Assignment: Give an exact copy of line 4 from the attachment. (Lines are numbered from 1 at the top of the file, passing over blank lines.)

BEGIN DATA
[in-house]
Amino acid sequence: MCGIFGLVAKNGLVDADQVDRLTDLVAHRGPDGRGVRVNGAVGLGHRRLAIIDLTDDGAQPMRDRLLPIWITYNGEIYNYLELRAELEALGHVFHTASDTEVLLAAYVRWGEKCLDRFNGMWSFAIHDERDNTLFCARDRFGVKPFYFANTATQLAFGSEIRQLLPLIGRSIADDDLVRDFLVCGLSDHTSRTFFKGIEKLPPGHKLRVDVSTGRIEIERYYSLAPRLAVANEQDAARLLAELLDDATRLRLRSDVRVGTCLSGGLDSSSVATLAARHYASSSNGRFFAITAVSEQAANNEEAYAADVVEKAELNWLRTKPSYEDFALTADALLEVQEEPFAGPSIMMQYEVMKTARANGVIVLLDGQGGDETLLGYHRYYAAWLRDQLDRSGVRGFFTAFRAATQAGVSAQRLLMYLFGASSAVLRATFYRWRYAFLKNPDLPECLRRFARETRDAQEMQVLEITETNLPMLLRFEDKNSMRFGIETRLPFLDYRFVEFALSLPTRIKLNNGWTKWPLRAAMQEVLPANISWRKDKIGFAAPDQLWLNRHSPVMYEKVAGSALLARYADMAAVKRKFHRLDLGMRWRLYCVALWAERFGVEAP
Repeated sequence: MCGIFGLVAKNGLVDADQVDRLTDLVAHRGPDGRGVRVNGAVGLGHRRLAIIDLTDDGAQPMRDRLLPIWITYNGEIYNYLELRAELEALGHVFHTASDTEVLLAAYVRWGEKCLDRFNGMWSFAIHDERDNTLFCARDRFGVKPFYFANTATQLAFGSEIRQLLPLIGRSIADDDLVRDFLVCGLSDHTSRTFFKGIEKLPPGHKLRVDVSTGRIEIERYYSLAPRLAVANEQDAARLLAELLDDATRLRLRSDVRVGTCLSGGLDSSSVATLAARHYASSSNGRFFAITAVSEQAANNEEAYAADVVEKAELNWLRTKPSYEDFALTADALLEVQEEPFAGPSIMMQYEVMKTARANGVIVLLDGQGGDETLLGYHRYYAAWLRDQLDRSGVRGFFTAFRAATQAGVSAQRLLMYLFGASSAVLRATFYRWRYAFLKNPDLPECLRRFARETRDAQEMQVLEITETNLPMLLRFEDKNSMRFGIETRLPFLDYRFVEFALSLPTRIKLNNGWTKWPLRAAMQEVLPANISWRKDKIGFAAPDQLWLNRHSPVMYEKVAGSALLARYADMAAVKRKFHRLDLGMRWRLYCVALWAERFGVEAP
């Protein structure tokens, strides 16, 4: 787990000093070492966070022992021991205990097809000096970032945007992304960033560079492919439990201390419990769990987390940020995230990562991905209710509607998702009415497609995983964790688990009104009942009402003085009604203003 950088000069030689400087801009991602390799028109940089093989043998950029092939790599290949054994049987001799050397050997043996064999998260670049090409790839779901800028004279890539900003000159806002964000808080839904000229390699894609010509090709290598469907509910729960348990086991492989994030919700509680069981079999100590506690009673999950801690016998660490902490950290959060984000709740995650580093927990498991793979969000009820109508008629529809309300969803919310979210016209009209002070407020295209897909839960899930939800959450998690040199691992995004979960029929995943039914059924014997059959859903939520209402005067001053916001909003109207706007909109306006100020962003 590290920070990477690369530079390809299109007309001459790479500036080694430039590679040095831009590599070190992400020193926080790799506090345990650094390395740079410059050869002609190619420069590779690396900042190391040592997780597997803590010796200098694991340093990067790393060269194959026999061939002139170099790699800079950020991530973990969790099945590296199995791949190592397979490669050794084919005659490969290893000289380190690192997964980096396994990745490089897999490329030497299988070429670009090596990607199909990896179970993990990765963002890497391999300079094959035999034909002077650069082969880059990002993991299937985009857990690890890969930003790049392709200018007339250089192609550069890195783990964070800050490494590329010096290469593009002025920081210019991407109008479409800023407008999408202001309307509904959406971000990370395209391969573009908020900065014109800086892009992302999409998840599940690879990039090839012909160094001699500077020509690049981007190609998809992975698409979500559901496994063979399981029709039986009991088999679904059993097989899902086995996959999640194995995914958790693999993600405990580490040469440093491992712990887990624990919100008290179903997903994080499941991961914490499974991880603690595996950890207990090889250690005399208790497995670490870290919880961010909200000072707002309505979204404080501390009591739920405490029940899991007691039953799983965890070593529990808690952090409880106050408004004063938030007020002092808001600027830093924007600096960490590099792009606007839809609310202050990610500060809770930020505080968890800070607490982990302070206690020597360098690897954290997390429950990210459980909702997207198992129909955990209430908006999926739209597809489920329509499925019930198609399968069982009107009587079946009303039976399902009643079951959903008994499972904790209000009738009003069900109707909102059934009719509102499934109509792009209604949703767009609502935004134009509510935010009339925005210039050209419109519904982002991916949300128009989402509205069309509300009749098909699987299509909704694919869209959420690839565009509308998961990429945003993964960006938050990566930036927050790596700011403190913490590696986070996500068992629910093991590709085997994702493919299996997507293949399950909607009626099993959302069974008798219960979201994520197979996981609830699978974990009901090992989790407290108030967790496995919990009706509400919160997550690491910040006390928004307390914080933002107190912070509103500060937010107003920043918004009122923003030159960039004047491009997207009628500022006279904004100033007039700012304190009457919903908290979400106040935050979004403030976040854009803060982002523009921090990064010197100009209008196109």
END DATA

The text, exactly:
């Protein structure tokens, strides 16, 4: 787990000093070492966070022992021991205990097809000096970032945007992304960033560079492919439990201390419990769990987390940020995230990562991905209710509607998702009415497609995983964790688990009104009942009402003085009604203003 950088000069030689400087801009991602390799028109940089093989043998950029092939790599290949054994049987001799050397050997043996064999998260670049090409790839779901800028004279890539900003000159806002964000808080839904000229390699894609010509090709290598469907509910729960348990086991492989994030919700509680069981079999100590506690009673999950801690016998660490902490950290959060984000709740995650580093927990498991793979969000009820109508008629529809309300969803919310979210016209009209002070407020295209897909839960899930939800959450998690040199691992995004979960029929995943039914059924014997059959859903939520209402005067001053916001909003109207706007909109306006100020962003 590290920070990477690369530079390809299109007309001459790479500036080694430039590679040095831009590599070190992400020193926080790799506090345990650094390395740079410059050869002609190619420069590779690396900042190391040592997780597997803590010796200098694991340093990067790393060269194959026999061939002139170099790699800079950020991530973990969790099945590296199995791949190592397979490669050794084919005659490969290893000289380190690192997964980096396994990745490089897999490329030497299988070429670009090596990607199909990896179970993990990765963002890497391999300079094959035999034909002077650069082969880059990002993991299937985009857990690890890969930003790049392709200018007339250089192609550069890195783990964070800050490494590329010096290469593009002025920081210019991407109008479409800023407008999408202001309307509904959406971000990370395209391969573009908020900065014109800086892009992302999409998840599940690879990039090839012909160094001699500077020509690049981007190609998809992975698409979500559901496994063979399981029709039986009991088999679904059993097989899902086995996959999640194995995914958790693999993600405990580490040469440093491992712990887990624990919100008290179903997903994080499941991961914490499974991880603690595996950890207990090889250690005399208790497995670490870290919880961010909200000072707002309505979204404080501390009591739920405490029940899991007691039953799983965890070593529990808690952090409880106050408004004063938030007020002092808001600027830093924007600096960490590099792009606007839809609310202050990610500060809770930020505080968890800070607490982990302070206690020597360098690897954290997390429950990210459980909702997207198992129909955990209430908006999926739209597809489920329509499925019930198609399968069982009107009587079946009303039976399902009643079951959903008994499972904790209000009738009003069900109707909102059934009719509102499934109509792009209604949703767009609502935004134009509510935010009339925005210039050209419109519904982002991916949300128009989402509205069309509300009749098909699987299509909704694919869209959420690839565009509308998961990429945003993964960006938050990566930036927050790596700011403190913490590696986070996500068992629910093991590709085997994702493919299996997507293949399950909607009626099993959302069974008798219960979201994520197979996981609830699978974990009901090992989790407290108030967790496995919990009706509400919160997550690491910040006390928004307390914080933002107190912070509103500060937010107003920043918004009122923003030159960039004047491009997207009628500022006279904004100033007039700012304190009457919903908290979400106040935050979004403030976040854009803060982002523009921090990064010197100009209008196109």